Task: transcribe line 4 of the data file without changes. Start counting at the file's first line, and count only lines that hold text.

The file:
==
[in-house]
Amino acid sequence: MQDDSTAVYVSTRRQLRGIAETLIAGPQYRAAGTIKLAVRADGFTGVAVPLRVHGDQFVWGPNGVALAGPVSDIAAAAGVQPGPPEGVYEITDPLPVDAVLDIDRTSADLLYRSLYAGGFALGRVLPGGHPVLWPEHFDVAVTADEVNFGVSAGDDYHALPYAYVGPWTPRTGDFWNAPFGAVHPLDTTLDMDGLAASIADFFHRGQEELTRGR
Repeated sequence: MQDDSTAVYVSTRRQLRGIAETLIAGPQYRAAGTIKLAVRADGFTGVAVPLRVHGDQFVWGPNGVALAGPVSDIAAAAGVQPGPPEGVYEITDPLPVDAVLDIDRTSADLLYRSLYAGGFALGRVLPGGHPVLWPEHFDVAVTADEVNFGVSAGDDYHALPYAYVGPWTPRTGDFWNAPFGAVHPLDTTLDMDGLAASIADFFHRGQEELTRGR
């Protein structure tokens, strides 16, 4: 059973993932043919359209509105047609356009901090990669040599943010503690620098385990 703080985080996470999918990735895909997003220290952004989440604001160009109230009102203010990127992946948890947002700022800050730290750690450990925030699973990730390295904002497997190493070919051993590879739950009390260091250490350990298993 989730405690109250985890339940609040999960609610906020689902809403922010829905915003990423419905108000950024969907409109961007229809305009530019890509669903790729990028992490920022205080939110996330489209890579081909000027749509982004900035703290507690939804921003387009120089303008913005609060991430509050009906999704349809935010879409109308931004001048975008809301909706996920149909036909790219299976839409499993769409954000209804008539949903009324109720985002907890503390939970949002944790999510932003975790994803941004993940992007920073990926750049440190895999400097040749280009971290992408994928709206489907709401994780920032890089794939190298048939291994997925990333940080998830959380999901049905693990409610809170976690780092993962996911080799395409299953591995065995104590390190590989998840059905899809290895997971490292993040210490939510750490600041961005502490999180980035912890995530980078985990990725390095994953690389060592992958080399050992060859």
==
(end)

């Protein structure tokens, strides 16, 4: 059973993932043919359209509105047609356009901090990669040599943010503690620098385990 703080985080996470999918990735895909997003220290952004989440604001160009109230009102203010990127992946948890947002700022800050730290750690450990925030699973990730390295904002497997190493070919051993590879739950009390260091250490350990298993 989730405690109250985890339940609040999960609610906020689902809403922010829905915003990423419905108000950024969907409109961007229809305009530019890509669903790729990028992490920022205080939110996330489209890579081909000027749509982004900035703290507690939804921003387009120089303008913005609060991430509050009906999704349809935010879409109308931004001048975008809301909706996920149909036909790219299976839409499993769409954000209804008539949903009324109720985002907890503390939970949002944790999510932003975790994803941004993940992007920073990926750049440190895999400097040749280009971290992408994928709206489907709401994780920032890089794939190298048939291994997925990333940080998830959380999901049905693990409610809170976690780092993962996911080799395409299953591995065995104590390190590989998840059905899809290895997971490292993040210490939510750490600041961005502490999180980035912890995530980078985990990725390095994953690389060592992958080399050992060859």